The City Magazine Since 1975

Fashion Lines

March 2017
Fashion Lines
Illustrator Daniel Velasco combines his passion for haute couture with a knack for pen, paint, and pad 

Guided by a stylist’s design, a finished garment, or his own style sense, Daniel Velasco transforms fashion into stunning watercolor visions. See more of his work on Instagram @d.velasco.

As art director of Bajo La Manga Boutique Creativa, Venezuela native Daniel Velasco developed ad campaigns for business giants like Energizer and Procter & Gamble. But these days, his clients are more couture than corporate. Transforming his favorite street and magazine looks into watercolor visions, the Mount Pleasant-based fashion illustrator creates beautiful art inspired by beautiful clothing. And when he’s not producing detailed menswear renderings for industry magazine MR or illustrating gowns for Middle Eastern designer Shady ZeinEldine (who’s dressed celebs from Lady Gaga to Madonna), he styles young minds as a fashion instructor at the Art Institute of Charleston. We caught up with Velasco, fresh off a gallery show at the Grand Bohemian Hotel, to talk shop.

A natural fit: My start in fashion illustration was almost accidental. I was halfway through my MFA in illustration at Savannah College of Art and Design, and the department chair—this great British illustrator named Allan Drummond—said, “I’ve seen your work. You have a keen eye for illustrating fabric. You pay a lot of attention to print. Why don’t you take a class in the fashion department?” I had a few electives left, so I took fashion sketch with a wonderful professor named Mengjie Di, and boom!

The process unveiled: I typically illustrate a garment once it’s complete, using the designer’s aesthetic as inspiration. Sometimes, when you see a beautiful dress illustrated in a magazine, that wasn’t the initial design sketch. It was commissioned later on.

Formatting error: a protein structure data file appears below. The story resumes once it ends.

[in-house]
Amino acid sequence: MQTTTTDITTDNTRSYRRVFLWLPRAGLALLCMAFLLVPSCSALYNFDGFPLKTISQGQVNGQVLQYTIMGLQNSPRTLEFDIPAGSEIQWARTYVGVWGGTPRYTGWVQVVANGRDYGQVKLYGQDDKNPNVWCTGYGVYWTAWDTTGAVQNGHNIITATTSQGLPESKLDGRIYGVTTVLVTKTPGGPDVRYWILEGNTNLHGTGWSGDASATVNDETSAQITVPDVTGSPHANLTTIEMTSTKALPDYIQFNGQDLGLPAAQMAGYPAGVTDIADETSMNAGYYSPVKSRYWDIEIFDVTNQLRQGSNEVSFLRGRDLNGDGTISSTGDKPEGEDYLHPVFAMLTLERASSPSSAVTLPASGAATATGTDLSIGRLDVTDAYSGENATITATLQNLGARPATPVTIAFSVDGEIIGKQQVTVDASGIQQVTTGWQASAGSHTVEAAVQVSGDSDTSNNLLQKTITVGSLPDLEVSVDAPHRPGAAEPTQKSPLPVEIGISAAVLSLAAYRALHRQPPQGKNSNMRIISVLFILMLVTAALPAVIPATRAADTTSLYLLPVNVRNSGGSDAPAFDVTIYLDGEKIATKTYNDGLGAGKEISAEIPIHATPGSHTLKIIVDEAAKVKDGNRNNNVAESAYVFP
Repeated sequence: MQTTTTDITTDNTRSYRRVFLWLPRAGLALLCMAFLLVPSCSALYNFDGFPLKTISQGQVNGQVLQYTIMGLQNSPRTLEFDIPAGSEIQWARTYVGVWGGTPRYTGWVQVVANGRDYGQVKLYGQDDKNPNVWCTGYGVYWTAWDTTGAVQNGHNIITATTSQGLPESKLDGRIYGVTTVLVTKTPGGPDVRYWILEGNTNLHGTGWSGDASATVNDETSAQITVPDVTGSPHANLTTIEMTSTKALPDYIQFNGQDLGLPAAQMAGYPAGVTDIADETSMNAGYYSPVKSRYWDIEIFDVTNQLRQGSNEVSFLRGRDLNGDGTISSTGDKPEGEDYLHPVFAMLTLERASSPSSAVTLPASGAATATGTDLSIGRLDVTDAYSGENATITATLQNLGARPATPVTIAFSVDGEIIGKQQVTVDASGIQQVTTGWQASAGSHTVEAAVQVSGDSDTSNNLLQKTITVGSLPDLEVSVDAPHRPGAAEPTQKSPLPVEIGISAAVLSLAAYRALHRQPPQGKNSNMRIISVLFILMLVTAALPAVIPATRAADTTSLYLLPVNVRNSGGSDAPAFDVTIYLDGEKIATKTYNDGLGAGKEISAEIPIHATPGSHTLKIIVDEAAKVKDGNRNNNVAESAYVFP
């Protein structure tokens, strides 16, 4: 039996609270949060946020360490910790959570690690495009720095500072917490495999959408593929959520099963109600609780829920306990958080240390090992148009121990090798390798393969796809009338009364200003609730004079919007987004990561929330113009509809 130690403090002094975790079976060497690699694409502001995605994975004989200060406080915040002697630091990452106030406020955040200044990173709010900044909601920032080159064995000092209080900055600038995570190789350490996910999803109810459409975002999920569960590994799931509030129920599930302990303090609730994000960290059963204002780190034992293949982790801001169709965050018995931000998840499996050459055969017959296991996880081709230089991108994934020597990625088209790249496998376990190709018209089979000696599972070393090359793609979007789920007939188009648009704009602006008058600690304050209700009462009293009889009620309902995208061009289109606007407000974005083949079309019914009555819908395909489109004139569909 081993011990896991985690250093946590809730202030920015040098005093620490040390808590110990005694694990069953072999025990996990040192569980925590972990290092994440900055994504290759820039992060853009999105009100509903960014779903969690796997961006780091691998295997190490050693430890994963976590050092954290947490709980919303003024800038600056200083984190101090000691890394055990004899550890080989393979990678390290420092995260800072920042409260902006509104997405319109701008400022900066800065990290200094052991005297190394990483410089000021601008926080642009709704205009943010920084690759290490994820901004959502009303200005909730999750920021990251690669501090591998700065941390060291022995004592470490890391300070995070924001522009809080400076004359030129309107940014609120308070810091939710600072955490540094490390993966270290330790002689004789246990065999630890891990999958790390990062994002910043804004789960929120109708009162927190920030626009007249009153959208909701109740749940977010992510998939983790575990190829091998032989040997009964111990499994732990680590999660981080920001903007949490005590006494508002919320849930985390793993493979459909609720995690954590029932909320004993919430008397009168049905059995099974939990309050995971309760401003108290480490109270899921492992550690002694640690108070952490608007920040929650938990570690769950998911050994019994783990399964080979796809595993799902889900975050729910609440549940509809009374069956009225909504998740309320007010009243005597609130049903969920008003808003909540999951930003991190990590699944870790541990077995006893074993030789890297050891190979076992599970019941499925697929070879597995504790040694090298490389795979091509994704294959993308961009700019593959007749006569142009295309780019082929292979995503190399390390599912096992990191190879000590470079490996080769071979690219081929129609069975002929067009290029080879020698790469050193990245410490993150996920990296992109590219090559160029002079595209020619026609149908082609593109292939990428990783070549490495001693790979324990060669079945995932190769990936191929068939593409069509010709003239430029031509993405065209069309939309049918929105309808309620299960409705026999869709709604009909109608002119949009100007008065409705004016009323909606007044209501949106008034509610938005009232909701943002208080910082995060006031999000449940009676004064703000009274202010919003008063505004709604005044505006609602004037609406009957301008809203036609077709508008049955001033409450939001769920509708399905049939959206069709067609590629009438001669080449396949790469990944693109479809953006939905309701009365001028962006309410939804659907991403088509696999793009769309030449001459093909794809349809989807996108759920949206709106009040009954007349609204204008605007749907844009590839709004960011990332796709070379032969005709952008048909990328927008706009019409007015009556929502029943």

Ladies first: I’ve had a fascination with the female form ever since I was a kid. Now, I get to draw beautiful girls in high heels and makeup. Flowy gowns are the most fun to illustrate because you can be so gestural. Menswear has its beauty but feels constricted with technical details.

Star quality: Katy Perry’s personal stylist has these amazing ideas, but he has a hard time drawing, so he has me sketch his vision and then shows that to designers. I also did two red-carpet looks for Bella Thorne.

Runway debut: Charleston Fashion Week 2015 was great—I partnered with Ryan Workman for the Emerging Designer Competition. I hand-painted all the fabrics for our presentation, and since Ryan was busy in school, I also got to construct some of the garments.

Curtain call: My dream is to design for Broadway or ballet—I would love to do The Nutcracker or Sleeping Beauty. With costume design, you’re less restricted by trends, and you get to play with a narrative. Fashion is all about drama. You want to capture something that’s beautiful and sad and melancholy and elegant all at the same time.